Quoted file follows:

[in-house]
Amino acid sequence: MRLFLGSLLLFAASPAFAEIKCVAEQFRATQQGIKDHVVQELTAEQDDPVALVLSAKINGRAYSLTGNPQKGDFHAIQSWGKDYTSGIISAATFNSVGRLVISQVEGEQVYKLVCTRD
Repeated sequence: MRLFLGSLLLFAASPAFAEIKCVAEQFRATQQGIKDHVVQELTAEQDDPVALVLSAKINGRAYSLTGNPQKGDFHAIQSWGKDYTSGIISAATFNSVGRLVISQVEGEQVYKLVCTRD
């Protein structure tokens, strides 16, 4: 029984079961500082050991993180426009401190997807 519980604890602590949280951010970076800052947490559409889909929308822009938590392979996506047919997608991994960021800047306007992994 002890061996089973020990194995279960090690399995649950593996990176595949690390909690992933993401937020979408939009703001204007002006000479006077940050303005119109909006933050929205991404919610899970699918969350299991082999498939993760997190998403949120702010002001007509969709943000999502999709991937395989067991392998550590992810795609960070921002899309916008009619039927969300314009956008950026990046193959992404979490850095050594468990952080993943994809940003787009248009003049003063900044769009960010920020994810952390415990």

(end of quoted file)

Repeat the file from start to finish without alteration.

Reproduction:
[in-house]
Amino acid sequence: MRLFLGSLLLFAASPAFAEIKCVAEQFRATQQGIKDHVVQELTAEQDDPVALVLSAKINGRAYSLTGNPQKGDFHAIQSWGKDYTSGIISAATFNSVGRLVISQVEGEQVYKLVCTRD
Repeated sequence: MRLFLGSLLLFAASPAFAEIKCVAEQFRATQQGIKDHVVQELTAEQDDPVALVLSAKINGRAYSLTGNPQKGDFHAIQSWGKDYTSGIISAATFNSVGRLVISQVEGEQVYKLVCTRD
């Protein structure tokens, strides 16, 4: 029984079961500082050991993180426009401190997807 519980604890602590949280951010970076800052947490559409889909929308822009938590392979996506047919997608991994960021800047306007992994 002890061996089973020990194995279960090690399995649950593996990176595949690390909690992933993401937020979408939009703001204007002006000479006077940050303005119109909006933050929205991404919610899970699918969350299991082999498939993760997190998403949120702010002001007509969709943000999502999709991937395989067991392998550590992810795609960070921002899309916008009619039927969300314009956008950026990046193959992404979490850095050594468990952080993943994809940003787009248009003049003063900044769009960010920020994810952390415990």